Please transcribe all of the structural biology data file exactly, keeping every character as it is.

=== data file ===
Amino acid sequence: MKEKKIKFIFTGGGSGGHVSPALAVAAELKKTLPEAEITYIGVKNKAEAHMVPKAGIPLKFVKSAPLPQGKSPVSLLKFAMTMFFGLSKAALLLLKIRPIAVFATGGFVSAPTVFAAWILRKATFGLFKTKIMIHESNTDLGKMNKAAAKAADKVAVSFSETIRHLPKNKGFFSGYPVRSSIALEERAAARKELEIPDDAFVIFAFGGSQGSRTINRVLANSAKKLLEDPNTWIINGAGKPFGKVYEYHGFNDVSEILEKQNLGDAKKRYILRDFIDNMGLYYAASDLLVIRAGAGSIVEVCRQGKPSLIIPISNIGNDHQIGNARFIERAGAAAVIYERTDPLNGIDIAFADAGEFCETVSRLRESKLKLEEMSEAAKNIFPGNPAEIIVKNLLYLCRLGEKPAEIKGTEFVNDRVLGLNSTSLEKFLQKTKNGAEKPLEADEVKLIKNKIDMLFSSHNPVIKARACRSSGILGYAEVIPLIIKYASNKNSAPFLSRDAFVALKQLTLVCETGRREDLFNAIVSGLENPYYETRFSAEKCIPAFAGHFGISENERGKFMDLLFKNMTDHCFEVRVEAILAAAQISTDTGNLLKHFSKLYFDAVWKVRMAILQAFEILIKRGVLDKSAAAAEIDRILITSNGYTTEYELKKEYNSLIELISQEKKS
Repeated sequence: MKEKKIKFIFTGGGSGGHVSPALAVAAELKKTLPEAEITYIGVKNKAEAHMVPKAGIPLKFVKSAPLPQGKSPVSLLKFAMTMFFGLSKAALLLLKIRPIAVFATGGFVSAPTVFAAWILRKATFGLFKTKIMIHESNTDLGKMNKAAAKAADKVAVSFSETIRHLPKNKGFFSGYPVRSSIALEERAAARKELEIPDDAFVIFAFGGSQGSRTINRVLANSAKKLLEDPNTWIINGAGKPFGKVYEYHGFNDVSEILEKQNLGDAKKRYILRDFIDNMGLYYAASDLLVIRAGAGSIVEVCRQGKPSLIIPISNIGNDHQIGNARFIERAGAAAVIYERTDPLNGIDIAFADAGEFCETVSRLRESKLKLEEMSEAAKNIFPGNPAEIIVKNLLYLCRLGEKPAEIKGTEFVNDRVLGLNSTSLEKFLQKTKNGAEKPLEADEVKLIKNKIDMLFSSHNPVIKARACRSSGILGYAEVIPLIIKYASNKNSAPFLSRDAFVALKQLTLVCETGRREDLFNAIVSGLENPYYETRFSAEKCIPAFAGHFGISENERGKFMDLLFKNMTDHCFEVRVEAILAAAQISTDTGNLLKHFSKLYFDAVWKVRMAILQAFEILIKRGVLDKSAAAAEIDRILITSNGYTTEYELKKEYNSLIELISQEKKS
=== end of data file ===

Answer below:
Amino acid sequence: MKEKKIKFIFTGGGSGGHVSPALAVAAELKKTLPEAEITYIGVKNKAEAHMVPKAGIPLKFVKSAPLPQGKSPVSLLKFAMTMFFGLSKAALLLLKIRPIAVFATGGFVSAPTVFAAWILRKATFGLFKTKIMIHESNTDLGKMNKAAAKAADKVAVSFSETIRHLPKNKGFFSGYPVRSSIALEERAAARKELEIPDDAFVIFAFGGSQGSRTINRVLANSAKKLLEDPNTWIINGAGKPFGKVYEYHGFNDVSEILEKQNLGDAKKRYILRDFIDNMGLYYAASDLLVIRAGAGSIVEVCRQGKPSLIIPISNIGNDHQIGNARFIERAGAAAVIYERTDPLNGIDIAFADAGEFCETVSRLRESKLKLEEMSEAAKNIFPGNPAEIIVKNLLYLCRLGEKPAEIKGTEFVNDRVLGLNSTSLEKFLQKTKNGAEKPLEADEVKLIKNKIDMLFSSHNPVIKARACRSSGILGYAEVIPLIIKYASNKNSAPFLSRDAFVALKQLTLVCETGRREDLFNAIVSGLENPYYETRFSAEKCIPAFAGHFGISENERGKFMDLLFKNMTDHCFEVRVEAILAAAQISTDTGNLLKHFSKLYFDAVWKVRMAILQAFEILIKRGVLDKSAAAAEIDRILITSNGYTTEYELKKEYNSLIELISQEKKS
Repeated sequence: MKEKKIKFIFTGGGSGGHVSPALAVAAELKKTLPEAEITYIGVKNKAEAHMVPKAGIPLKFVKSAPLPQGKSPVSLLKFAMTMFFGLSKAALLLLKIRPIAVFATGGFVSAPTVFAAWILRKATFGLFKTKIMIHESNTDLGKMNKAAAKAADKVAVSFSETIRHLPKNKGFFSGYPVRSSIALEERAAARKELEIPDDAFVIFAFGGSQGSRTINRVLANSAKKLLEDPNTWIINGAGKPFGKVYEYHGFNDVSEILEKQNLGDAKKRYILRDFIDNMGLYYAASDLLVIRAGAGSIVEVCRQGKPSLIIPISNIGNDHQIGNARFIERAGAAAVIYERTDPLNGIDIAFADAGEFCETVSRLRESKLKLEEMSEAAKNIFPGNPAEIIVKNLLYLCRLGEKPAEIKGTEFVNDRVLGLNSTSLEKFLQKTKNGAEKPLEADEVKLIKNKIDMLFSSHNPVIKARACRSSGILGYAEVIPLIIKYASNKNSAPFLSRDAFVALKQLTLVCETGRREDLFNAIVSGLENPYYETRFSAEKCIPAFAGHFGISENERGKFMDLLFKNMTDHCFEVRVEAILAAAQISTDTGNLLKHFSKLYFDAVWKVRMAILQAFEILIKRGVLDKSAAAAEIDRILITSNGYTTEYELKKEYNSLIELISQEKKS